Images of ineffectivity Symbols of despair Reminders of recurrent incompetence
When small communities diminish in size they tend to feel victimized by the contrast between past greatness and their present situation. Buildings and lots which stand vacant and in disrepair give rise to an image of decay which it is hard to combat without some new symbol, for example promoting local resources. Such negative images contribute to a reluctance on the part of local business people to expand present operations or invest in new ventures; and future plans tend to be split between those wanting new development and those wishing it to to remain a small, quiet, rural community.
The Encyclopedia of World Problems and Human Potential is a unique, experimental research work of the Union of International Associations. It is currently published as a searchable online platform with profiles of world problems, action strategies, and human values that are interlinked in novel and innovative ways. These connections are based on a range of relationships such as broader and narrower scope, aggravation, relatedness and more. By concentrating on these links and relationships, the Encyclopedia is uniquely positioned to bring focus to the complex and expansive sphere of global issues and their interconnected nature.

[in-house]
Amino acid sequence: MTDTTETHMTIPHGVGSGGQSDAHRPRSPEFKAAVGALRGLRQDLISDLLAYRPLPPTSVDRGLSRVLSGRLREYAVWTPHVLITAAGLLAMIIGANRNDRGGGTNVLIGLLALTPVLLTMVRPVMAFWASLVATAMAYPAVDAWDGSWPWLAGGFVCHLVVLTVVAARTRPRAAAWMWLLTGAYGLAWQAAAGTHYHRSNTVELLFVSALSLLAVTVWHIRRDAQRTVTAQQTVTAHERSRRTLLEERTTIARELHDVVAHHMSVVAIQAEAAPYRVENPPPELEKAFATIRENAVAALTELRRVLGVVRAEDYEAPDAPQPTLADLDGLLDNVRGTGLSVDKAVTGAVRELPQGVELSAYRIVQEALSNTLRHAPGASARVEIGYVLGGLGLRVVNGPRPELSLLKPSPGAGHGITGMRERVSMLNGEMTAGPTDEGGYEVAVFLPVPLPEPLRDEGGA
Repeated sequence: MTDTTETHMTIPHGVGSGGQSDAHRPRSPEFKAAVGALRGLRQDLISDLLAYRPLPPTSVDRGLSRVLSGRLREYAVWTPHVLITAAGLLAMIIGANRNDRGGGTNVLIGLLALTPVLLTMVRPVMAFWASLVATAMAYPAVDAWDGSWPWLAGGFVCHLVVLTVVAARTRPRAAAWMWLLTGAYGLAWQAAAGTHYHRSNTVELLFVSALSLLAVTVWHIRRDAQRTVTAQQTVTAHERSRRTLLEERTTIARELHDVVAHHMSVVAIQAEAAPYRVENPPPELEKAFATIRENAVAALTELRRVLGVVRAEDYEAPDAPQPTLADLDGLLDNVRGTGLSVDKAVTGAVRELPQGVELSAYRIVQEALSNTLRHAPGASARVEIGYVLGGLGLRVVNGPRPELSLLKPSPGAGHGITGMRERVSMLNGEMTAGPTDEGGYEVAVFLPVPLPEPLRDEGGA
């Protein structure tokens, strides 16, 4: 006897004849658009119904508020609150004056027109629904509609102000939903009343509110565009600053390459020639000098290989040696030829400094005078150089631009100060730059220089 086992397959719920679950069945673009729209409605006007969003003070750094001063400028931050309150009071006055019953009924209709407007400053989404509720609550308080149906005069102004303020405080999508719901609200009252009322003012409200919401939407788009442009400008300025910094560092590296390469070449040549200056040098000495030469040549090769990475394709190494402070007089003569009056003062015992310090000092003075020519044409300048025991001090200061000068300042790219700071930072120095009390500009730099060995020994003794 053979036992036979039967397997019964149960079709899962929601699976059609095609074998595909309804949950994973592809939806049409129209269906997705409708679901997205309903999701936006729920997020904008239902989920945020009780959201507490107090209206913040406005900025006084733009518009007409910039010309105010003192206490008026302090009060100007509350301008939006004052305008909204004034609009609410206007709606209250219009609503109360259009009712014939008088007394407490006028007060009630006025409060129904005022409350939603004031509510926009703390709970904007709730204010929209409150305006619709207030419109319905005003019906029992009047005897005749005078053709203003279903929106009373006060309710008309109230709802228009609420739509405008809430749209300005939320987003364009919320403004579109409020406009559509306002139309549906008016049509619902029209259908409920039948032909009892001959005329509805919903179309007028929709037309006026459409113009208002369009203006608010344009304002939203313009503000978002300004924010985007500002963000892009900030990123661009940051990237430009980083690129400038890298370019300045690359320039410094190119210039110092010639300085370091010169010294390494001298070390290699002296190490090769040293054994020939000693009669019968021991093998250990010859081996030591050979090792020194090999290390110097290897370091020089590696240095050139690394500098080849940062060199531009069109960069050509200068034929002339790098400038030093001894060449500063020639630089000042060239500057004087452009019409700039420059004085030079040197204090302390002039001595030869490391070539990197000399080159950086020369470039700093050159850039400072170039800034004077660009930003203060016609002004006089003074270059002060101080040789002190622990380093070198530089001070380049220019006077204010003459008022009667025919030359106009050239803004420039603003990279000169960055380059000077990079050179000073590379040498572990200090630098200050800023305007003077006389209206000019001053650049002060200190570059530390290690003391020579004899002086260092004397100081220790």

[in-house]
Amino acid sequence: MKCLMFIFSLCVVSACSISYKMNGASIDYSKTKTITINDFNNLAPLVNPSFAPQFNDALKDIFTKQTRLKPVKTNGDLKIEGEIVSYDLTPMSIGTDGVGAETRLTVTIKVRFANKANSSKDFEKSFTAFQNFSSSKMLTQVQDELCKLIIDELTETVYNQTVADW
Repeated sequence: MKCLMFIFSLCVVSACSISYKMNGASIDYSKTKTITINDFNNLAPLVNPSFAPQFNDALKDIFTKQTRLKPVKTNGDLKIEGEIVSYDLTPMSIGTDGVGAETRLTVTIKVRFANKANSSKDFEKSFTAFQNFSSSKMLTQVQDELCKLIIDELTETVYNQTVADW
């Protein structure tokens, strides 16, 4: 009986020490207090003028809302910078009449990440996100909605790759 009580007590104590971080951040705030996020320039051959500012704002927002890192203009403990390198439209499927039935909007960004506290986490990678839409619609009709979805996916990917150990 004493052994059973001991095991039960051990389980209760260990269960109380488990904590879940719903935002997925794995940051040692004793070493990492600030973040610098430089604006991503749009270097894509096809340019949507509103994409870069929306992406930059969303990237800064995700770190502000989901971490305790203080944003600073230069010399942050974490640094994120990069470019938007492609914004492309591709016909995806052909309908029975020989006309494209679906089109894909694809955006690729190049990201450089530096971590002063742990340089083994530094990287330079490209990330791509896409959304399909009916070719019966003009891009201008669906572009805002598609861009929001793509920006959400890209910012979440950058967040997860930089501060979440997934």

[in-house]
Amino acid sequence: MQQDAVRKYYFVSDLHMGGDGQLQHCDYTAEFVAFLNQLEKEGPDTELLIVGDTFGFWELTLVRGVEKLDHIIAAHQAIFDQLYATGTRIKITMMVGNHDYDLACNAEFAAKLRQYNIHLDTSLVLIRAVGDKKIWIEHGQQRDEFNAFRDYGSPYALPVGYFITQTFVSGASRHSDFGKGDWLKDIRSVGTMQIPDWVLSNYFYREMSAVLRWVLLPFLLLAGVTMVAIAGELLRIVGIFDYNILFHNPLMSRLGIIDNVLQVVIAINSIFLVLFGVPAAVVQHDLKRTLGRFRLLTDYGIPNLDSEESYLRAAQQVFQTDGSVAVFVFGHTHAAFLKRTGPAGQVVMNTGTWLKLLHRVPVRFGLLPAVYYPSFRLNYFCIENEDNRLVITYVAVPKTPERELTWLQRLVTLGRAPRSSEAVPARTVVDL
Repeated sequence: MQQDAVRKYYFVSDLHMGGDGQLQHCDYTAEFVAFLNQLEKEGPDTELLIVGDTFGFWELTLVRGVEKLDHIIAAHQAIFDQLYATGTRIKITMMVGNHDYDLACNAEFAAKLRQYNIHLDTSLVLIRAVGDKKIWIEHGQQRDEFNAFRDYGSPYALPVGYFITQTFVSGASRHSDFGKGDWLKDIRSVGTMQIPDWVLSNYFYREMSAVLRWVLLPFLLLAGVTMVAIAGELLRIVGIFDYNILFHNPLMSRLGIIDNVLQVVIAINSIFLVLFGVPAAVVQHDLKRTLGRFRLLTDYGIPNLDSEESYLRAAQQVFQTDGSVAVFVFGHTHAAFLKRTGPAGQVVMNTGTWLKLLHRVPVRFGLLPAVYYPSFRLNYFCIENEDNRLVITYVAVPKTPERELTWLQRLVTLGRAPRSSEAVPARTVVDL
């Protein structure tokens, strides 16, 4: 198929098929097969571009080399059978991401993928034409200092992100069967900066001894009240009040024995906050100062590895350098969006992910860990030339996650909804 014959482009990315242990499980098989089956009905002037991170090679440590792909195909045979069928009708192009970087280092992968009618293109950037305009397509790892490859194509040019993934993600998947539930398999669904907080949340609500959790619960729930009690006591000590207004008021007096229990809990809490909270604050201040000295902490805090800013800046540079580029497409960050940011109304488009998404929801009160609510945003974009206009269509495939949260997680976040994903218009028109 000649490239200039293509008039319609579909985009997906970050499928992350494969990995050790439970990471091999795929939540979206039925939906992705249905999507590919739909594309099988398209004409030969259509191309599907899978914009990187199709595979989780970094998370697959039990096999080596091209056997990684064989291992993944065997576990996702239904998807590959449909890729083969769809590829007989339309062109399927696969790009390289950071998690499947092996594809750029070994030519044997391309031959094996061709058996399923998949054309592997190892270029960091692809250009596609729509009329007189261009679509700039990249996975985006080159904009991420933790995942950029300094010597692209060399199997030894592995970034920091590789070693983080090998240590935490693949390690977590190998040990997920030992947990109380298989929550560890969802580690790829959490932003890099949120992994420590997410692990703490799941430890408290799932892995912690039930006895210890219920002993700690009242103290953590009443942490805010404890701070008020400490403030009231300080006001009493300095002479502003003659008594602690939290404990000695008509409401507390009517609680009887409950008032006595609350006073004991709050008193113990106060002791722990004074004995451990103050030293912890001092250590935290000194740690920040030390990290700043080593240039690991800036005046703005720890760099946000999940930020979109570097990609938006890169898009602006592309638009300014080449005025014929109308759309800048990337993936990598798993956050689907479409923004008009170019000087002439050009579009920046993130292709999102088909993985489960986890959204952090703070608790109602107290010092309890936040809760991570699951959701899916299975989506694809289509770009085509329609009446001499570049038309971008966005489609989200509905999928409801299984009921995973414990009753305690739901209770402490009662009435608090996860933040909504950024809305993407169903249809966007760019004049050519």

The initial content for the Encyclopedia was seeded from UIA’s Yearbook of International Organizations. UIA’s decades of collected data on the enormous variety of association life provided a broad initial perspective on the myriad problems of humanity. Recognizing that international associations are generally confronting world problems and developing action strategies based on particular values, the initial content was based on the descriptions, aims, titles and profiles of international associations.
Non-profit, apolitical, independent, and non-governmental in nature, the UIA has been a pioneer in the research, monitoring and provision of information on international organizations, international associations and their global challenges since 1907.